The contribution of this paper is a combination of the high-order feedback iterative learning control and forgetting factor. Through a new ILC algorithm, the perfect tracking control performance of the robot manipulators can be achieved in the repetitive nonlinear time-varying systems [17, 18] with uncertainty and disturbance [19, 20]. A rigorous proof based on the Lipschitz-like approach is given to guarantee the stability and convergence of nonlinear system.

The remainder of this paper is organized as follows. The iterative learning control problem is described in a general setting in Section 2. A designed controller is presented briefly in Section 3. A robust convergence analysis of tracking properties under the high-order feedback ILC controller with forgetting factor is performed in Section 4. Simulation results are given in Section 5. Finally, in Section 6, conclusions are drawn.

2. Problem Description

Now, let us consider the repetitive nonlinear time-varying systems with uncertainty and disturbance:where and are the iteration index and continuous time, respectively. is the control variable. is the state variable; is the output of the system at the th trial. and are the uncertain item and disturbance term, respectively. is constant matrix. , , and are nonlinear functions.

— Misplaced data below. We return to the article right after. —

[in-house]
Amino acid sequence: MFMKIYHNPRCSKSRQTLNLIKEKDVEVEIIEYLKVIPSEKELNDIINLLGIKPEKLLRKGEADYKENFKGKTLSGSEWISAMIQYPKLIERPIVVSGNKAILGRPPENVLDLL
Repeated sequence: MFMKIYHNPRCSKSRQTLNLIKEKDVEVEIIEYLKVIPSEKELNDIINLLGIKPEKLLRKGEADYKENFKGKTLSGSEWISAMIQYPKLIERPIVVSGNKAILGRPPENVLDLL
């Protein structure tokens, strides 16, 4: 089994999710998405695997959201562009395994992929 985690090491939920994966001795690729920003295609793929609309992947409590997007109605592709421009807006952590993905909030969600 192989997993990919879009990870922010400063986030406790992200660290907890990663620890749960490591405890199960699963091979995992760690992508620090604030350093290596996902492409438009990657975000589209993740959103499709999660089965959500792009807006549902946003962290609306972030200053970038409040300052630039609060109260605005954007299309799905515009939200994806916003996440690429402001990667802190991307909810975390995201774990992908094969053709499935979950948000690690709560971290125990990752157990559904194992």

Assumption 1. Functions , , and are uniformly globally Lipschitz with respect to on a compact set :where , , and are the Lipschitz constants.

Assumption 2. Initial error of the system at the th trial satisfies this criterion:Let us make the definitions of norm to simplify formula:Letwe havewhere , , and are the desired state, desired control input, and desired output of system and indicate a formula is defined as another formula.

The high-order feedback iterative learning control algorithm with forgetting factor is applied to nonlinear time-varying systems. As , the bound of tracking error converges to a small neighborhood of the origin. If and tend to zero, the bound of tracking error asymptotically reaches zero, by ILC.

When , , and , we obtain . If , we have . At any given bound of tracking error , we can find a group parameters of and to satisfy , with .

3. Designed Controller

To make further improvement on the tracking precision of system, we will find an ideal input by the method of iterative learning. And it can make the output of system close to the desired trajectory as far as possible. In this section, we will design an ILC to realize perfect tracking.

Denote the output tracking error , where is the given desired output trajectory, which is a solution to system (1); that is, there exists a unique desired input , such that when , the system has a unique desired state satisfying

Starting from an arbitrary continuous initial control input , obtain the next control input and the subsequent series for system (1) by using a proper learning control updating law in such a way that when , in the presence of bounded uncertainty and disturbance.